Either way, that first meeting as a new manager is a daunting event. as a new leader, you'll want to internalize these goals for your first. It is the most important way to impress your new boss—be really good at what you do. Good leaders Take the whole list with you for your very first meeting. New managers have a fair number of challenges, but they can make use this script when they meet their new employees for the first time. There are priorities that the organization, or the boss, has for this leadership role.
Sustaining Success Constant reality testing: Support for playing good defense, not making mistakes that damage the business.
Help in finding ways to take the business to a new level. You will almost certainly hire new people as your subordinates. Just as you need to develop a productive relationship with your new boss, they need to work effectively with you.
In the past, have you done a good job of helping subordinates make their own transitions? What might you do differently this time? Planning For Five Conversations Your relationship with your new boss will be built through a series of conversations These conversations begin before you accept the new position and continue through the time before entry and on into your transition. It is critically important that you cover certain fundamental subjects in these conversations.
In fact, it is worth planning for five distinct conversations with your new boss: The situational diagnosis conversation.
How to Succeed With Your New Boss
In this conversation you seek to understand how your new boss sees the business situation. Is it a turnaround or a startup or a realignment or a sustaining success situation? How did the organization get to this point? What are the relevant factors—both soft and hard—that make this a challenge?
What resources within the organization do you have to draw upon? Naturally your view may be different than your boss's, but it essential that you understand how he or she sees the situation. In this conversation you seek to understand and negotiate expectations.
- How to run your first meeting as a new manager
What are the few key things that your new boss needs you to accomplish in the short term and medium term? What will constitute success? How will it be measured? Here again, you may come to believe that your boss's expectations are unrealistic and have to work to reset them. Also you should take care, as part of your broader effort to secure early wins, to under-promise and over-deliver.
This may be one of the most over-looked aspects for new managers: Getting to know their team members, personally. Icebreakers can feel forced and trite — but I encourage you to spend some time in your first meeting asking at least a few get-to-know-you-questions to the group.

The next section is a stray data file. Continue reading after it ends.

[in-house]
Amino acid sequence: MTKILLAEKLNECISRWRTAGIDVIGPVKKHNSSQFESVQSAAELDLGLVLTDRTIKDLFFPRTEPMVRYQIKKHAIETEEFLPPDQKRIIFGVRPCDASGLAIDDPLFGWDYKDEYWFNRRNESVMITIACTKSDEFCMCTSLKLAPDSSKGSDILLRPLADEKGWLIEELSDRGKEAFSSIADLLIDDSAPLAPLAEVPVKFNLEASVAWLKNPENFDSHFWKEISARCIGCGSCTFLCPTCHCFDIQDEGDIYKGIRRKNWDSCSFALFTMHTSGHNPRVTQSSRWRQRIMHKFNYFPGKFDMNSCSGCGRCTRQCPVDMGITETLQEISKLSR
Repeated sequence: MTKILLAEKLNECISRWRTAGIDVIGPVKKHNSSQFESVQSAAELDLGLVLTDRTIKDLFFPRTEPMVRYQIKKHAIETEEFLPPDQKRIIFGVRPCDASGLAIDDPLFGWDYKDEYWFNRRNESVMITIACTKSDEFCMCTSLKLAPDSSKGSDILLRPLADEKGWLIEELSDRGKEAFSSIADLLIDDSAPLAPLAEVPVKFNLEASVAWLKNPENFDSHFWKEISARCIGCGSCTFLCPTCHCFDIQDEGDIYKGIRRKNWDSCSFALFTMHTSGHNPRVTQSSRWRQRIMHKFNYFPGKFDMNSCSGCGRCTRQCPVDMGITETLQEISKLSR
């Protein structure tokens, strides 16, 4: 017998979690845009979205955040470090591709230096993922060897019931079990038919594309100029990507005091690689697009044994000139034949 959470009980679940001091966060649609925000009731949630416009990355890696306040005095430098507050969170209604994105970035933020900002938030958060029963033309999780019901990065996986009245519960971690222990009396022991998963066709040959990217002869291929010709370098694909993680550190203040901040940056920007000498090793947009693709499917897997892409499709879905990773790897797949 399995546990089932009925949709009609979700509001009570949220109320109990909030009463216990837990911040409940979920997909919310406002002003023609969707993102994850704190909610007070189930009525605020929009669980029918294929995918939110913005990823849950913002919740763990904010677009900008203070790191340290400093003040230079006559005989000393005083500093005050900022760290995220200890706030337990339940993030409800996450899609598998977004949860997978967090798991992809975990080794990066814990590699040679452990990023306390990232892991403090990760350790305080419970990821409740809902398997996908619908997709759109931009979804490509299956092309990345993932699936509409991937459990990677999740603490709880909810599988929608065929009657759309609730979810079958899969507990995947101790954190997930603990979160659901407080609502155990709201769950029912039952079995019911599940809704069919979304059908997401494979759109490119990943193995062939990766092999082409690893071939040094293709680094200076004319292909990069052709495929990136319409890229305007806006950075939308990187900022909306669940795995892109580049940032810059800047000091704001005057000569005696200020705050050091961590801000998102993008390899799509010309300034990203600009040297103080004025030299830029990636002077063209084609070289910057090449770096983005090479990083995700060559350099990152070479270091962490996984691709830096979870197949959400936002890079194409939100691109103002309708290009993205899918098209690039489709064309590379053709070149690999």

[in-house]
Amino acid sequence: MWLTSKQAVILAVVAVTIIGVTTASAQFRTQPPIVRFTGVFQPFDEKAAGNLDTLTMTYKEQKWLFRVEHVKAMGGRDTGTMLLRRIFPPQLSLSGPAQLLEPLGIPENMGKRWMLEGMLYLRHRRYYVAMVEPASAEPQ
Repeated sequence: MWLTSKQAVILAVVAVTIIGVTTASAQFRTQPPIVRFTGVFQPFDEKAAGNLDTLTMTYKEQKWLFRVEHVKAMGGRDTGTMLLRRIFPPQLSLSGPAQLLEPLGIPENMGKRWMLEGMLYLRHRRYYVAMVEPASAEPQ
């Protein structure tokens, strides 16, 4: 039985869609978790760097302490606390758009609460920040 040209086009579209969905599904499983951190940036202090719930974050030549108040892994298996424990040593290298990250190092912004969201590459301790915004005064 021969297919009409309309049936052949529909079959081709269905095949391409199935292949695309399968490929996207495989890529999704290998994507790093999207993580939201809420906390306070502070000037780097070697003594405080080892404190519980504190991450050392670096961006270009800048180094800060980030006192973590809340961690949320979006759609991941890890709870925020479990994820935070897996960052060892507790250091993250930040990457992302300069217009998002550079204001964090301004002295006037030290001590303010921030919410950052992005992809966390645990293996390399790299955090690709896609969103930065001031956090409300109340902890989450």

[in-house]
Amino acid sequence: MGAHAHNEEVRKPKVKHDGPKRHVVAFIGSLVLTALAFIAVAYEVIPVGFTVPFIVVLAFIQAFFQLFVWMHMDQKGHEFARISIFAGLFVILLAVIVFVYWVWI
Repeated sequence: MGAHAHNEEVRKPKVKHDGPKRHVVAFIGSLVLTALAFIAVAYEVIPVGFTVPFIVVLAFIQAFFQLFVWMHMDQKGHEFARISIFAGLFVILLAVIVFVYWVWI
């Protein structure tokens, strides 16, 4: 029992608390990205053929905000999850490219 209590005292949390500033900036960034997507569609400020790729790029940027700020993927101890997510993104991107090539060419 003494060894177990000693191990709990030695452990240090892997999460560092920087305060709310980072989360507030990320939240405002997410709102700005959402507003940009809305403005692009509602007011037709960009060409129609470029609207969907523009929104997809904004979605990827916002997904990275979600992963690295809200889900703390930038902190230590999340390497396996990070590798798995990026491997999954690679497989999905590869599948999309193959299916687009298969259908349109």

Think about how you can incorporate their answers in future interactions, events, etc. Consider bringing in ice cream to celebrate their birthday or work anniversary. Share who you are, more than surface-level stuff.
How to Succeed With Your New Boss - HBS Working Knowledge - Harvard Business School
The more your team knows of the real you, the more likely they are to trust you. How to do this? Share your leadership philosophy: What do you see as the purpose of a manager?
What do you value? Who do you look up to? What drew you to the organization? That you are here to help, to help them do the best work of their careers, to get out of their way and support them to accomplish something greater. Share your personal interests: What do you like doing in your free time? What social causes or nonprofits do you support?
In building trust, the last thing you want to do is come across as self-absorbed. This is one of the hardest parts of being a leader.
To do this, try saying something like this: I am sponge, and I am to learn from all of you. A learning mindset is one of the greatest ways to show vulnerability, and build trust with your team. Ask 2—4 probing, thoughtful questions. The majority of your first meeting as a new manager should be spent asking a few key questions to your team as a group.
Here are some ideas for questions you can ask… What do you want to change in this team? What do you not want to change in this team?
What have you been nervous to bring up? What looming concerns or apprehension might you have? Where do you see the biggest opportunity for improvement with the team?
How to run your first meeting as a new manager – Signal v. Noise
How do you prefer to receive feedback? How do you prefer to give feedback? What excites and energizes you about the company? What are you most grateful for in being a part of this company?
What do you think has been a big obstacle to progress? What do you wish was communicated to you more often?